How exactly are you planning on talking to each system once it's configured if they aren't on your network?

Regards,
Roger

Hopefully using CIRA

Quoting - mugwump

Hopefully using CIRA

Then I would say that you've got problems. The usage model for AMT is that the system gets configured on your enterprise LAN, and then (post-configuration) it can communicate with the management system through CIRA. There really isn't a way to get your systems configured without getting access to the network where each system resides. The ME needs hardware access to the configuration server in order for the process to complete, not just a tunneled connection in the OS. If you could get access to a system on each of the resident networks, you could run the SCA, and configure the systems, and shutdown the SCA on that network. The communication would be secure, and once the systems were configured, they could use CIRA to communicate back to a central management console. Mostly, you would need to pay very close attention to the certificates that were used in the process of configuring the systems.

Hello,

I'm a bit confused of how I can setup remotely Intel AMT machines that are in factory setup mode.
In 3.7.3 (page 33) section of security configuration guide document states that it needs a host named "ProvisionServer", so an un-configured machine will query for this host through the LAN ?

Moreover I tried to catch up reading the docs of IntelAMTSCS but I cannot clearly find some info on how to setup remotely an Intel AMT machine without USB or manually configure the settings.

As I understood there are many that a machine can be configured remotely over LAN ?

Thanks.

Quoting - ph3ar
Hello,

I'm a bit confused of how I can setup remotely Intel AMT machines that are in factory setup mode.
In 3.7.3 (page 33) section of security configuration guide document states that it needs a host named "ProvisionServer", so an un-configured machine will query for this host through the LAN ?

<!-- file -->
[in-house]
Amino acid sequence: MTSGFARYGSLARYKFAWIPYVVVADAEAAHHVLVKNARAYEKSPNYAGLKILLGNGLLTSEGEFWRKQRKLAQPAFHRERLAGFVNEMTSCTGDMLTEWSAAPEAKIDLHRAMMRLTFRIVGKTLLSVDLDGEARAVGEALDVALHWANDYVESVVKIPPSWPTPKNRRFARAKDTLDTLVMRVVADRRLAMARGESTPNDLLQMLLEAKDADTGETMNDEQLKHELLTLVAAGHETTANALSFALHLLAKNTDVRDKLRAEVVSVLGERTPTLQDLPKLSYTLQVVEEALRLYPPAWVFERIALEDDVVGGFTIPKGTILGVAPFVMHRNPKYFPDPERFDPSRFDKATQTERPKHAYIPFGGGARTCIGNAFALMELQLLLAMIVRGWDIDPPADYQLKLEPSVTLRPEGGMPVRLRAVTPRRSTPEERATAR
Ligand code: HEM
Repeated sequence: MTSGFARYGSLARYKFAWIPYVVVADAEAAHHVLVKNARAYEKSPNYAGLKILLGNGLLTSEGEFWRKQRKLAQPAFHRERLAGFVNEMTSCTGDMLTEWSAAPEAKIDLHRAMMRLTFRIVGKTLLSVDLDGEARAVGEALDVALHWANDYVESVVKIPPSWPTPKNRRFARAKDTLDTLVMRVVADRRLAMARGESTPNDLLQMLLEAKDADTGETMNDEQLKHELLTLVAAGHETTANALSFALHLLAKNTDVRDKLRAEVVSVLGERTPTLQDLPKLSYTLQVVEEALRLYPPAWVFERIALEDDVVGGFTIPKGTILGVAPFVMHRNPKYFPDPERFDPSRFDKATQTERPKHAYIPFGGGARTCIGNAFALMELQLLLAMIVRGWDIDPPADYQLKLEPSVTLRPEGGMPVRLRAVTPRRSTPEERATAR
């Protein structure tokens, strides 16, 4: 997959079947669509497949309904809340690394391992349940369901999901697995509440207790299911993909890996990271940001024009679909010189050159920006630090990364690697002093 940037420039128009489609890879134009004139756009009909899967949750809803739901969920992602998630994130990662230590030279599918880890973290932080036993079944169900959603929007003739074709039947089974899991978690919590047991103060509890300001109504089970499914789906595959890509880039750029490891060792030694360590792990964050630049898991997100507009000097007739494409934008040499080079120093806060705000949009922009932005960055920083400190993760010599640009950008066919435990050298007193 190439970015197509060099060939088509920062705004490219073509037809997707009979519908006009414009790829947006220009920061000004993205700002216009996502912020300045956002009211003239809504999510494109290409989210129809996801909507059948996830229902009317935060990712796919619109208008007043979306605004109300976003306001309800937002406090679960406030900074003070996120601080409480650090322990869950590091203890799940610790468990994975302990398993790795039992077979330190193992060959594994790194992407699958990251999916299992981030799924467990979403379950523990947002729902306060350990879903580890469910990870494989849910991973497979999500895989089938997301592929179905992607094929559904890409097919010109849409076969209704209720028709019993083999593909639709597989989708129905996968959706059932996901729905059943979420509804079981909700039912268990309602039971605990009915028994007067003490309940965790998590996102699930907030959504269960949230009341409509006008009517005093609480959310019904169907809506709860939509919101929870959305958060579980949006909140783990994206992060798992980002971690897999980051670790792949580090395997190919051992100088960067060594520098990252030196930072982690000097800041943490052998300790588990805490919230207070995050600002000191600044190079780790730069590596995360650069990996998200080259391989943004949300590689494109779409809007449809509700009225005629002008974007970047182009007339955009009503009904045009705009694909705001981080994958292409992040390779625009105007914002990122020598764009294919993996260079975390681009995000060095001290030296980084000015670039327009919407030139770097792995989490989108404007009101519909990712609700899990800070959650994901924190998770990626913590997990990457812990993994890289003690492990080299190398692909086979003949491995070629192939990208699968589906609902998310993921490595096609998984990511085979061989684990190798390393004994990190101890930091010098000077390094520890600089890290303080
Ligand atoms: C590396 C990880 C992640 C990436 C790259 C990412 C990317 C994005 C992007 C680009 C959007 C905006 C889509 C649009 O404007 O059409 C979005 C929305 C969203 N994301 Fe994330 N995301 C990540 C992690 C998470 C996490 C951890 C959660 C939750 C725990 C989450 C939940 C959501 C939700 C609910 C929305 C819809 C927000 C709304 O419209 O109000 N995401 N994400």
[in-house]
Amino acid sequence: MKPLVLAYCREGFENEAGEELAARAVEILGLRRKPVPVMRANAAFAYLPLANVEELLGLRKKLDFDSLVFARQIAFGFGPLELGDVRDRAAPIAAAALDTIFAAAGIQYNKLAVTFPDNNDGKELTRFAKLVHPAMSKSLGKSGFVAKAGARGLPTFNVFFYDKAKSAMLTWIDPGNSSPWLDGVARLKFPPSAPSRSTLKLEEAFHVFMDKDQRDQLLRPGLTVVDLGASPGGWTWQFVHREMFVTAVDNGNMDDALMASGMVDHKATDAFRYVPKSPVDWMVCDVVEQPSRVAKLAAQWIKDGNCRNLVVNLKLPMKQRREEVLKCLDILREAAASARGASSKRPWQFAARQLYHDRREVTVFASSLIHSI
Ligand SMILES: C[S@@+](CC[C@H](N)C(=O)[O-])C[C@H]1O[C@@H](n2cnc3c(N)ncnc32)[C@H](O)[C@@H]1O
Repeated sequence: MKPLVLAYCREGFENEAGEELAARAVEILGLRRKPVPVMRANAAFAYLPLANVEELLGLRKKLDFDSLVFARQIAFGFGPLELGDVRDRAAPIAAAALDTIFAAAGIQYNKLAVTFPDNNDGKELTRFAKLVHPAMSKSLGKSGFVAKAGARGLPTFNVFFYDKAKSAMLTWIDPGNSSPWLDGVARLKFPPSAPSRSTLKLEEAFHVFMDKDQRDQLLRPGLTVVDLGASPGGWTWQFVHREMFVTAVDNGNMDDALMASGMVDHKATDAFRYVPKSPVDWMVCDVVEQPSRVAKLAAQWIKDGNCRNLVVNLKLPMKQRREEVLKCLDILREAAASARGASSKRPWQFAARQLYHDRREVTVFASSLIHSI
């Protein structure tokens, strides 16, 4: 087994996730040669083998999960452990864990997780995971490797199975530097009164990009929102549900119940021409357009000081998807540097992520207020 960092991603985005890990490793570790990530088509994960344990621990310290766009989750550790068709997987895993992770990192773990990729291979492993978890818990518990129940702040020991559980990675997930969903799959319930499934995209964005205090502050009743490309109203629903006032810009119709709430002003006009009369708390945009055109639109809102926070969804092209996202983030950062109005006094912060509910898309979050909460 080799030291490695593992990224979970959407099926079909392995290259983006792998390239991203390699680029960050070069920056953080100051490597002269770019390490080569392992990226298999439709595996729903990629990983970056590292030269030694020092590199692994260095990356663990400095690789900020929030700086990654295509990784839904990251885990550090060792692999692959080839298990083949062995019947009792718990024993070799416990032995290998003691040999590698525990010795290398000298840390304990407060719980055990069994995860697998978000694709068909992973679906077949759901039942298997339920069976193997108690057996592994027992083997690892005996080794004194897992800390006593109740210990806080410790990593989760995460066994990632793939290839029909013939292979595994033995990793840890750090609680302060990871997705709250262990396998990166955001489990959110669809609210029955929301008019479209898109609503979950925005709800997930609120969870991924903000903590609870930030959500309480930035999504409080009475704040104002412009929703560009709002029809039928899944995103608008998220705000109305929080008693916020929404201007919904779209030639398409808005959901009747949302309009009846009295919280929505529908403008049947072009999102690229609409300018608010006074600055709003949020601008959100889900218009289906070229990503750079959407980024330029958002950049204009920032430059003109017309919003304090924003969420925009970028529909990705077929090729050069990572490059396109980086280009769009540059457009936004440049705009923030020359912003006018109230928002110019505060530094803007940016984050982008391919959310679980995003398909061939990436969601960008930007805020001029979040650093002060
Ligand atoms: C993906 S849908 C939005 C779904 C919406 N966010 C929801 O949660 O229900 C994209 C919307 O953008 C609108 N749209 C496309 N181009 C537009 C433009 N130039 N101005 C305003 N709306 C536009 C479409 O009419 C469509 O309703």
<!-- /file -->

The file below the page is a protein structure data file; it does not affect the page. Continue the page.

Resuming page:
Moreover I tried to catch up reading the docs of IntelAMTSCS but I cannot clearly find some info on how to setup remotely an Intel AMT machine without USB or manually configure the settings.

As I understood there are many that a machine can be configured remotely over LAN ?

Thanks.

If you haven't changed the name of the server in MEBx, or specified the IP address of your configuration server, then yes, the system will look for a configuration server named "provisionserver". So, you do need to give your configuration server that name.

If you have a remote configuration certificate, then you can tell the system in a remote call that you want it to start the remote configuration process. If you haven't purchased a cert from one of the default providers, then you will need to touch each system and apply the hash for your own root cert server to each system. Or, if your OEM offered pre-provisioning of AMT, and you bought it, then you just need to setup the configuration server on the network with the name of "provisionserver" and the systems will get configured.

Quoting - rogerb

If you haven't changed the name of the server in MEBx, or specified the IP address of your configuration server, then yes, the system will look for a configuration server named "provisionserver". So, you do need to give your configuration server that name.

If you have a remote configuration certificate, then you can tell the system in a remote call that you want it to start the remote configuration process. If you haven't purchased a cert from one of the default providers, then you will need to touch each system and apply the hash for your own root cert server to each system. Or, if your OEM offered pre-provisioning of AMT, and you bought it, then you just need to setup the configuration server on the network with the name of "provisionserver" and the systems will get configured.

Thanks for your reply.

Do you know which tools I can use for provisioning?
An sdk sample maybe?

Quoting - ph3ar
Thanks for your reply.

Do you know which tools I can use for provisioning?
An sdk sample maybe?

The DTK has provisioning tools: http://software.intel.com/en-us/articles/download-the-latest-version-of-...

More provisioning info: http://software.intel.com/en-us/blogs/2007/06/13/Intel-SCS-SCA-AMT-Direc...

Yup, the DTK is one possible source for a provisioning mechanism (as always with the DTK, it's intended as a development tool as opposed to a production ready deployment)

Other possibilities are the Configuration code that is part of the SDK (in the /WindowsIntel_Manageability_ConfigurationConfigurationConfigurationServer directory), if you're interested in creating your own provision server. If you're not interested in creating your own provision server, the SCS that is available is a robust implementation built using the Configuration server example.